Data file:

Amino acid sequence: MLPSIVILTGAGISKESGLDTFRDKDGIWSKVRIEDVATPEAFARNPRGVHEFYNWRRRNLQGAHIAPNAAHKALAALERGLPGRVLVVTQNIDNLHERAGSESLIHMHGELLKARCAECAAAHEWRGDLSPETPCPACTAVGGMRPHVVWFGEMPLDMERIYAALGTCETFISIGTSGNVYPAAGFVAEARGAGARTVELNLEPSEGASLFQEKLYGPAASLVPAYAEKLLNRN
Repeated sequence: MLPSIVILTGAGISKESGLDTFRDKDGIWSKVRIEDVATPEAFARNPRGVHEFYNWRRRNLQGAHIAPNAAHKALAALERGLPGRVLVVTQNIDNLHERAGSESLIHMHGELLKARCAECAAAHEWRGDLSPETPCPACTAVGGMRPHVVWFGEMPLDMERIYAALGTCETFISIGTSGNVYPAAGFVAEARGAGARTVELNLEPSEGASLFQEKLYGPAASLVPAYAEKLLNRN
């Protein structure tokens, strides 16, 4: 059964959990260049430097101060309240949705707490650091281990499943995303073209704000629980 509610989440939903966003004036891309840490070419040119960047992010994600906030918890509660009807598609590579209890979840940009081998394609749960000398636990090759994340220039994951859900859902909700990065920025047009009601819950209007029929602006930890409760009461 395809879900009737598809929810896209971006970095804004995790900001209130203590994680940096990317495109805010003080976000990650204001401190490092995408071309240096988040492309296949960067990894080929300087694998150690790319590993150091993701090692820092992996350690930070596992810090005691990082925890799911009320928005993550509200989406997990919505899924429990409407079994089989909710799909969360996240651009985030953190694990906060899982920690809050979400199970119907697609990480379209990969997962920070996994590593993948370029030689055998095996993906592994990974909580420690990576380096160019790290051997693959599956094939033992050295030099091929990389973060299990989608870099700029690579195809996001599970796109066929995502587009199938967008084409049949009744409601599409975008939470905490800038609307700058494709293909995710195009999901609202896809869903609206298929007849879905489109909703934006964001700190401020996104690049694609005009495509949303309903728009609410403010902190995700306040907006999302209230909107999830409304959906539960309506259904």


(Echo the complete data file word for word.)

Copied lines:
Amino acid sequence: MLPSIVILTGAGISKESGLDTFRDKDGIWSKVRIEDVATPEAFARNPRGVHEFYNWRRRNLQGAHIAPNAAHKALAALERGLPGRVLVVTQNIDNLHERAGSESLIHMHGELLKARCAECAAAHEWRGDLSPETPCPACTAVGGMRPHVVWFGEMPLDMERIYAALGTCETFISIGTSGNVYPAAGFVAEARGAGARTVELNLEPSEGASLFQEKLYGPAASLVPAYAEKLLNRN
Repeated sequence: MLPSIVILTGAGISKESGLDTFRDKDGIWSKVRIEDVATPEAFARNPRGVHEFYNWRRRNLQGAHIAPNAAHKALAALERGLPGRVLVVTQNIDNLHERAGSESLIHMHGELLKARCAECAAAHEWRGDLSPETPCPACTAVGGMRPHVVWFGEMPLDMERIYAALGTCETFISIGTSGNVYPAAGFVAEARGAGARTVELNLEPSEGASLFQEKLYGPAASLVPAYAEKLLNRN
């Protein structure tokens, strides 16, 4: 059964959990260049430097101060309240949705707490650091281990499943995303073209704000629980 509610989440939903966003004036891309840490070419040119960047992010994600906030918890509660009807598609590579209890979840940009081998394609749960000398636990090759994340220039994951859900859902909700990065920025047009009601819950209007029929602006930890409760009461 395809879900009737598809929810896209971006970095804004995790900001209130203590994680940096990317495109805010003080976000990650204001401190490092995408071309240096988040492309296949960067990894080929300087694998150690790319590993150091993701090692820092992996350690930070596992810090005691990082925890799911009320928005993550509200989406997990919505899924429990409407079994089989909710799909969360996240651009985030953190694990906060899982920690809050979400199970119907697609990480379209990969997962920070996994590593993948370029030689055998095996993906592994990974909580420690990576380096160019790290051997693959599956094939033992050295030099091929990389973060299990989608870099700029690579195809996001599970796109066929995502587009199938967008084409049949009744409601599409975008939470905490800038609307700058494709293909995710195009999901609202896809869903609206298929007849879905489109909703934006964001700190401020996104690049694609005009495509949303309903728009609410403010902190995700306040907006999302209230909107999830409304959906539960309506259904």